Journal of Japan Society for Fuzzy Theory and Intelligent Informatics
Online ISSN : 1881-7203
Print ISSN : 1347-7986
ISSN-L : 1347-7986
Volume 28 , Issue 1
Showing 1-16 articles out of 16 articles from the selected issue
Regular
Original Papers
  • Isao HAYASHI, Shinji TSURUSE
    2016 Volume 28 Issue 1 Pages 501-510
    Published: February 15, 2016
    Released: February 26, 2016
    JOURNALS FREE ACCESS
    Brain-computer interface (BCI) and brain-machine interface (BMI) technologies have recently entered the research limelight. In many such systems, external computers and machines are controlled by brain activity signals measured using near-infrared spectroscopy (NIRS) or electroencephalograph (EEG) devices. In this paper, we propose a new boosting algorithm for BCI using a possibilistic data interpolation scheme. In our model, interpolated data is generated around classification errors using membership function, and the class attribute is decided by a rule with three kinds of criterions. By using the interpolated data, the discriminated boundary is shown to control the external machine effectively. We verify our boosting method with some numerical examples in which NIRS data is assumed to detect from subjects, and discuss the results.
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  • Kazuki HAYAKAWA, Dai HASEGAWA, Hiroshi SAKUTA
    2016 Volume 28 Issue 1 Pages 511-521
    Published: February 15, 2016
    Released: February 26, 2016
    JOURNALS FREE ACCESS
    One of the most promising methods for drum training is through watching 3D model animation. We propose a drum training method through the utilization of a first-person 3D model animation program and examine the effects of presenting experts'eye movements on drum training. We evaluated learning efficacy through the use of a questionnaire and analyzed drum performances after a first-person 3D model animation was presented as a learning material. After comparing the results of the proposed method with the learning which took place after watching a model human performance, we found that the proposed method significantly increased learner self-efficacy and self-evaluation of the musical performances when compared with the other method. Moreover, the proposed method resulted in a decrease in the number of mistakes in the performances. Finally, the effects of presenting experts'eye movements in the animation model on learners were evaluated. These results also showed that learner self-efficacy and self-evaluation of the musical performances increased while the number of performance mistakes decreased.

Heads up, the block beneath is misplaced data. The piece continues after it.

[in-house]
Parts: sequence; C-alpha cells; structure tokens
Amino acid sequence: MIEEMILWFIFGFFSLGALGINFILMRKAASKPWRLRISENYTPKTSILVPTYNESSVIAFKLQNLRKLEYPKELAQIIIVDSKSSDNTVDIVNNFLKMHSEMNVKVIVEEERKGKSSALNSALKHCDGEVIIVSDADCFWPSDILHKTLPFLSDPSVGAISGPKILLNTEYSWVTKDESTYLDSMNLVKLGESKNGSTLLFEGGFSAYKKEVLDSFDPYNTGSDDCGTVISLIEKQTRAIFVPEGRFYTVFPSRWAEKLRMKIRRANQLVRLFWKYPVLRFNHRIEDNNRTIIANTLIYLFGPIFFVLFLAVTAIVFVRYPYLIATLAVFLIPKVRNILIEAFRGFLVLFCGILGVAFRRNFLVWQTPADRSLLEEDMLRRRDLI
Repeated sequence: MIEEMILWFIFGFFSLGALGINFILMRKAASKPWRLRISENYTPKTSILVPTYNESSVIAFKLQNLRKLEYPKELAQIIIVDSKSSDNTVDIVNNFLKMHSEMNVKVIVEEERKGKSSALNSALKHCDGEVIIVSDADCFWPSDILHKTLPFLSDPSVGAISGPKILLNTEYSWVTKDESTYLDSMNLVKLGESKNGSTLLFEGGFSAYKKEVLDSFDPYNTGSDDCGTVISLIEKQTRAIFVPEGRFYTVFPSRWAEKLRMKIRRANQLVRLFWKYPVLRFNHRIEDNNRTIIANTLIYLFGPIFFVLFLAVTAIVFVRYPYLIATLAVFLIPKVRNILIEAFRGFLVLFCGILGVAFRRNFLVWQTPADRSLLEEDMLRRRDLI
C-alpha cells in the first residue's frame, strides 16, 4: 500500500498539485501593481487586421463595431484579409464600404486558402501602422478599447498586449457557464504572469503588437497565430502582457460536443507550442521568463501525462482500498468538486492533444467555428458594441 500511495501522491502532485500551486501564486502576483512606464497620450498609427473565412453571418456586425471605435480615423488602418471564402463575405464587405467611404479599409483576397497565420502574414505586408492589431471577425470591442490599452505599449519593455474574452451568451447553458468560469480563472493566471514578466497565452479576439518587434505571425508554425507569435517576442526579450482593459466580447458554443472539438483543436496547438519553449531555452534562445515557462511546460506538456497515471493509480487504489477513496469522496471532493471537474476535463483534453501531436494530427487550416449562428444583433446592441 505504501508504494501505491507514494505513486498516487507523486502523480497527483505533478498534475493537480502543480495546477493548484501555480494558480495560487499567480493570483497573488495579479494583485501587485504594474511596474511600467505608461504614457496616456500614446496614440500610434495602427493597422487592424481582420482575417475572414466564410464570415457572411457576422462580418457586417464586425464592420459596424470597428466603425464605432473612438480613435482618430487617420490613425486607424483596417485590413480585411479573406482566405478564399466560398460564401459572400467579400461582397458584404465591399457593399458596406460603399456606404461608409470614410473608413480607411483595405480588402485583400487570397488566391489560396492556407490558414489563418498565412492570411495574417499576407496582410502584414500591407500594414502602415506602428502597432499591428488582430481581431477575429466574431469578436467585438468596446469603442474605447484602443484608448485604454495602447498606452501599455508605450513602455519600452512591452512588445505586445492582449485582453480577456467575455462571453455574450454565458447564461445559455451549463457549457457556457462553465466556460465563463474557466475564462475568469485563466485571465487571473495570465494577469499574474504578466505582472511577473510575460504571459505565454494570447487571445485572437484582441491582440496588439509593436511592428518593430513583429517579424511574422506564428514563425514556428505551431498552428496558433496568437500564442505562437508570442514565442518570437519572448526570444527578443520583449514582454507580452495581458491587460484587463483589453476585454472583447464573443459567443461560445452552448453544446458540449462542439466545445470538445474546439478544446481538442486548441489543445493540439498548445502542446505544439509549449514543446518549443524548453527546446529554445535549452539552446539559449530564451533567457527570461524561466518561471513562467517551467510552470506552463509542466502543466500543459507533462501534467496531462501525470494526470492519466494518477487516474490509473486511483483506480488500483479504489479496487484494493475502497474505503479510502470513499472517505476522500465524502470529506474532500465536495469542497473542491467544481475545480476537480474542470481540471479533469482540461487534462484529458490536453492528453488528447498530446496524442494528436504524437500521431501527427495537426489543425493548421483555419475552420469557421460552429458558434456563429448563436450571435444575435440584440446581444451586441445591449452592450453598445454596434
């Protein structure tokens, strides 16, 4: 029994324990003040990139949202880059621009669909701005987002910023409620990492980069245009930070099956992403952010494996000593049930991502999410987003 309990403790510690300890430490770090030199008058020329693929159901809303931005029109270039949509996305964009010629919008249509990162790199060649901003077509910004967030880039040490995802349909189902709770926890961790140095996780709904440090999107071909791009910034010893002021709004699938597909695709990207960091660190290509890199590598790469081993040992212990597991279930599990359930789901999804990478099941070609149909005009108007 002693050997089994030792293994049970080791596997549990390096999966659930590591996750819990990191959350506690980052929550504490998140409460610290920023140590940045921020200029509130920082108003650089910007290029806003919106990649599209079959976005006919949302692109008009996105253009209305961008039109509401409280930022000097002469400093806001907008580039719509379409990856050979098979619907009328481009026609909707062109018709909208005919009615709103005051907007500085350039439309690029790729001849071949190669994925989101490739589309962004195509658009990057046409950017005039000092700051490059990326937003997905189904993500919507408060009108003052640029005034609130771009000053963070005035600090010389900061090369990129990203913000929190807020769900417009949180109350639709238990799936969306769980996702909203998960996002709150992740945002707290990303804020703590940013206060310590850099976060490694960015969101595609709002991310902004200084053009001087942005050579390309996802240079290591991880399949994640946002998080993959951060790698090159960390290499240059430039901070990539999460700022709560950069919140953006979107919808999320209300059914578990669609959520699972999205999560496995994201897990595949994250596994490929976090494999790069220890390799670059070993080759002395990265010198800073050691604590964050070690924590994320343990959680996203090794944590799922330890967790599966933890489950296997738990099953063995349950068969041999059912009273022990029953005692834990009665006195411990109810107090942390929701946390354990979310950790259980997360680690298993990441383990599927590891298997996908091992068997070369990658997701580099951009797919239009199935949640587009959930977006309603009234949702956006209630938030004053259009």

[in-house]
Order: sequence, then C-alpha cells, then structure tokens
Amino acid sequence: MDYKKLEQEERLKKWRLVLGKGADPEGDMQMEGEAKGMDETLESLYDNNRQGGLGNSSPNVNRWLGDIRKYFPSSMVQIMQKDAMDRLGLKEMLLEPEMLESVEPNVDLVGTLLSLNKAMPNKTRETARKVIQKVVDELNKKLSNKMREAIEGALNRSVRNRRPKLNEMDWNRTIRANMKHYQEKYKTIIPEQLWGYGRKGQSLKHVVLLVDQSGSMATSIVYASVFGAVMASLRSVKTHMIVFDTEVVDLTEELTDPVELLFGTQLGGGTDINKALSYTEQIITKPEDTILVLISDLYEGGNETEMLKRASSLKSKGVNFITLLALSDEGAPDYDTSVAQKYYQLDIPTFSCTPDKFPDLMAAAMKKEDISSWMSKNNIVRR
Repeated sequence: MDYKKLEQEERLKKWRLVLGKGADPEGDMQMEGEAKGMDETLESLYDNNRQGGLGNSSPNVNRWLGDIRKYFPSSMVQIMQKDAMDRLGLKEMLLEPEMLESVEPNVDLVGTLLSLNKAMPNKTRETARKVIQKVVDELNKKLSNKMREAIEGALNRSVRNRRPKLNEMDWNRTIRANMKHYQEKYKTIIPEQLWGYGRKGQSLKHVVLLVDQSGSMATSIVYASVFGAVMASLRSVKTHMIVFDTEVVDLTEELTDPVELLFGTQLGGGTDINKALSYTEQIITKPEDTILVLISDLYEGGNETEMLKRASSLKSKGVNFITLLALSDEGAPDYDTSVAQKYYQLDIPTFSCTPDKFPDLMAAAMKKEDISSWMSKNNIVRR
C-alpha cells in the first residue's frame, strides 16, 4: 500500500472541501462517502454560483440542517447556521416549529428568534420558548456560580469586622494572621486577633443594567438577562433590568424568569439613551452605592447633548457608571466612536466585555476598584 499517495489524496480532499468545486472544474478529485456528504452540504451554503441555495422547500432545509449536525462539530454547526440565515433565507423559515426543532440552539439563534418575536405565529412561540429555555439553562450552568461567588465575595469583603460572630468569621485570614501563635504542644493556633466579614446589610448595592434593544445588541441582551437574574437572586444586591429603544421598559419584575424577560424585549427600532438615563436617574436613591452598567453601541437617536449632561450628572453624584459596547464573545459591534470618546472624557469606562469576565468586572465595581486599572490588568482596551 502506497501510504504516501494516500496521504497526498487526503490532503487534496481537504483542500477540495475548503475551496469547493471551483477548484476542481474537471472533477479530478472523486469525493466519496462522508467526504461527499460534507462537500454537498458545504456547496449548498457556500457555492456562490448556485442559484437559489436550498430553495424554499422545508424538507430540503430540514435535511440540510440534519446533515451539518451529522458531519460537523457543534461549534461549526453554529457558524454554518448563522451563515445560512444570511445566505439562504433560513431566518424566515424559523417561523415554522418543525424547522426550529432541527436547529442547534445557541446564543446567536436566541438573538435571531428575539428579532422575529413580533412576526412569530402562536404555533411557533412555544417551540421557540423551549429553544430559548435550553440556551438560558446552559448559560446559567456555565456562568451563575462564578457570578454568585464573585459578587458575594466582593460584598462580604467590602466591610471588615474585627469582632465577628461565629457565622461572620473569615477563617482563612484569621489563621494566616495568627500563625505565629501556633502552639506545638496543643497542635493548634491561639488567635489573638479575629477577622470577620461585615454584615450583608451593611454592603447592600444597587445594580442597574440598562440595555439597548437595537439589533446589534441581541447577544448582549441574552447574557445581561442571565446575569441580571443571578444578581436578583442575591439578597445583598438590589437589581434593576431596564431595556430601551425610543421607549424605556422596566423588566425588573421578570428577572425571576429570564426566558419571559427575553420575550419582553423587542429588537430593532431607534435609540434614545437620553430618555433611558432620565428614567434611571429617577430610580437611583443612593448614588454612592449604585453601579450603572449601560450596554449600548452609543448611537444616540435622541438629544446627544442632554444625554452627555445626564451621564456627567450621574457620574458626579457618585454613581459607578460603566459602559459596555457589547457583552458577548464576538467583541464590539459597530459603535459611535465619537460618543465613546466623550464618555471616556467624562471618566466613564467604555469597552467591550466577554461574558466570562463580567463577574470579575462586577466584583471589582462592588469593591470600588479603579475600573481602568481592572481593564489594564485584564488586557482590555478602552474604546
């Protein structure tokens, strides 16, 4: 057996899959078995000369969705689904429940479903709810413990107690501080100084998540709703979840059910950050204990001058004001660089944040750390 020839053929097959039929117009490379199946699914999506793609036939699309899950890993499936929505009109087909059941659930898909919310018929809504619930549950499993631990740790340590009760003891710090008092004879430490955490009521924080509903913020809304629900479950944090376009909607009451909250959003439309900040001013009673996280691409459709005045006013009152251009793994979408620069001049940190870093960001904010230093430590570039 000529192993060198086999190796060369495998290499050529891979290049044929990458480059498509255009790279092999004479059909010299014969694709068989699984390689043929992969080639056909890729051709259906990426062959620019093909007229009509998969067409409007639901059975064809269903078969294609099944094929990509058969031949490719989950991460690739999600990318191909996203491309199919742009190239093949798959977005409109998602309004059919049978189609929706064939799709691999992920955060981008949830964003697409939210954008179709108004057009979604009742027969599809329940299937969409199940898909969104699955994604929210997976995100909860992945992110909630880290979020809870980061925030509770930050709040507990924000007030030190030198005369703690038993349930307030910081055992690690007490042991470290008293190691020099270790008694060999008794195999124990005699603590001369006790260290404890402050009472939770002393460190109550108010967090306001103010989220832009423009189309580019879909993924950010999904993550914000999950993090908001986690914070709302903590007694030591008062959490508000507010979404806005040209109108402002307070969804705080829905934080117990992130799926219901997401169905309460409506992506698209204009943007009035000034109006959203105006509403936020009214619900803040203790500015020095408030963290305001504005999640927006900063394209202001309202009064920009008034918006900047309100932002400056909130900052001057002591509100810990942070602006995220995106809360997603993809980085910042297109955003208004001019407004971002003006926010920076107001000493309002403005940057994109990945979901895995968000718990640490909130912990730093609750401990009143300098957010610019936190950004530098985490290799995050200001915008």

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  • Akira NOTSU, Hirokaz KAWAKAMI, Katsuhiro HONDA, Seiki UBUKATA
    2016 Volume 28 Issue 1 Pages 522-534
    Published: February 15, 2016
    Released: February 26, 2016
    JOURNALS FREE ACCESS
    The goal of this study was to develop the efficient optimization methods with roughly estimating the values in the areas and considering the exploration and exploitation in the optimization problem. First, we proposed Grid Area Search (GAS) algorithm as a base of our methods by upgrading the random search (RS) algorithm which is the simplest algorithm for the mathematical programming problem. Specifically, our methods convert the mathematical programming problem to the Multi-armed bandit problem by dividing search space. Therefore, it is assumed that the coordination of the exploration and exploitation can be introduced by the UCB algorithms. Then we also proposed UCB-GAS and UCT-GAS. We performed comparative experiments in continuous optimization problems to make sure its convergence speed.
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  • Arnaud JORDAN, Kenji ARAKI
    2016 Volume 28 Issue 1 Pages 535-555
    Published: February 15, 2016
    Released: February 26, 2016
    JOURNALS FREE ACCESS
    This article presents an innovative dialogue agent designed for textual casual chatting, which can handle any language. The system acquires knowledge from a non-annotated corpus and then represents all the language aspects as a graph. Using graph traversal, the system generates one or several outputs corresponding to the user's input. Moreover, it uses graph clustering to generate word categories without using any grammar information, and finally uses these to generate more various responses. In addition, all the operations are processed in parallel, making the system able to process any input in real-time, as in human conversations. Since the system accepts any kind of input, it can also be considered to be naturally multimodal. We carried out experiments in Chinese, English, French, Japanese and Korean, and obtained results comparable to a more language-specific multilingual system. Although the current system deals only with a limited corpus and as a consequence only handles simple dialogues, we demonstrate that with further interaction and language samples it is able to adapt to more sophisticated dialogues.
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